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I am getting a zero window error from a copier, I'm sorry 2 copiers and 1 printer, this did not occur before changes were made to the customers network. They replaced the nic in the printer to resolve the problem. my question is what could have caused the failure of the 3 nics if they are infact the cause of the zero window error

asked 12 Oct '12, 11:58

aPauling's gravatar image

accept rate: 0%

I can send you a network analysis report from an IT company that says I need to replace the printers

just an idea. Did they upgrade the network (where the printers are located) from 100 MBit to gigabit? That could cause an older printer to get "overwhelmed" by the amount of data coming through the gigabit network and thus leading to a full buffer problem much often than before (slow CPU, small buffer).


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answered 13 Oct '12, 01:34

Kurt%20Knochner's gravatar image

Kurt Knochner ♦
accept rate: 15%

"Zero Window" is not really an error, it is more of a "stop signal". You could argue that a signal like that is quite unwanted (just like an error) :-)

As I already commented in the older post you also asked about this I have seen printers use zero window signaling to slow down/stop transmission from print servers/workstations while they're busy waking up and spinning up their internal mechanical parts. When ready, the zero window is pulled up to signal that the sender may continue. It's like a "wait a second, need to get running first... okay, send".

Without a tracefile I can't check what is really happening, but it is kind of surprising that replacing a NIC would help here, since the TCP window signaling is not something that depends on the NIC, but the TCP stack.

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answered 12 Oct '12, 14:10

Jasper's gravatar image

Jasper ♦♦
accept rate: 18%

I can send you a network analysis report from an IT company that says I need to replace the printers

(12 Oct '12, 15:13) aPauling

As @Jasper said, zero window from printers as a signaling mechanism is fairly normal. As @Kurt said, a modern PC on a fast network can throw data at an older printer faster than the printer can accept it.

In all this discussion of zero window packets, there is one thing you haven't mentioned: Is printing working normally?

If the printers are working the way they always have, and you're happy with the print output speed, then zero window can be considered a cosmetic error and disregarded. If the printers are working the way they always have, but you're not happy with the print output speed, then you've outgrown these printers and you need to upgrade to newer, faster printers.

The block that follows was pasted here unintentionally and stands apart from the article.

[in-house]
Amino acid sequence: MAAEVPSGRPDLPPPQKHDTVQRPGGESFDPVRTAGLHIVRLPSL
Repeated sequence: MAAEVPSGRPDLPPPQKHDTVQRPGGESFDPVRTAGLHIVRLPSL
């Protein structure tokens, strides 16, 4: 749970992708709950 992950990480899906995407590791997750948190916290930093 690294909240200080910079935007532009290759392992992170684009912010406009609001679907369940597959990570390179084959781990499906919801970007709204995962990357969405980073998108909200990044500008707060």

If, as we suspect, this is just a case of older, slower printers on a newer, faster network, then this is what you should see:

First, a fairly steady stream of data to the printer, but with the printer's remaining window size continuously decreasing as it receives data faster then it can process it. At some point, the printer's receive buffer will fill, it will send a zero window, and data transfer will stop. As the printer continues printing, it will keep pulling data from the receive buffer, and when there is room for more incoming data, it will send a window update and data transfer will resume. The data transfer will start and stop like this repeatedly until all the data has been transferred. However, the print output should run more or less continuously. Without Wireshark, you would be unable to tell that the data transfer starts and stops.

This process of data transfer stopping and starting--zero window followed by window update--is a normal part of TCP operation when a slower device with limited buffer space is receiving data from a faster device.

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answered 13 Oct '12, 10:25

Jim%20Aragon's gravatar image

Jim Aragon
accept rate: 24%

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question asked: 12 Oct '12, 11:58

question was seen: 2,768 times

last updated: 13 Oct '12, 10:25

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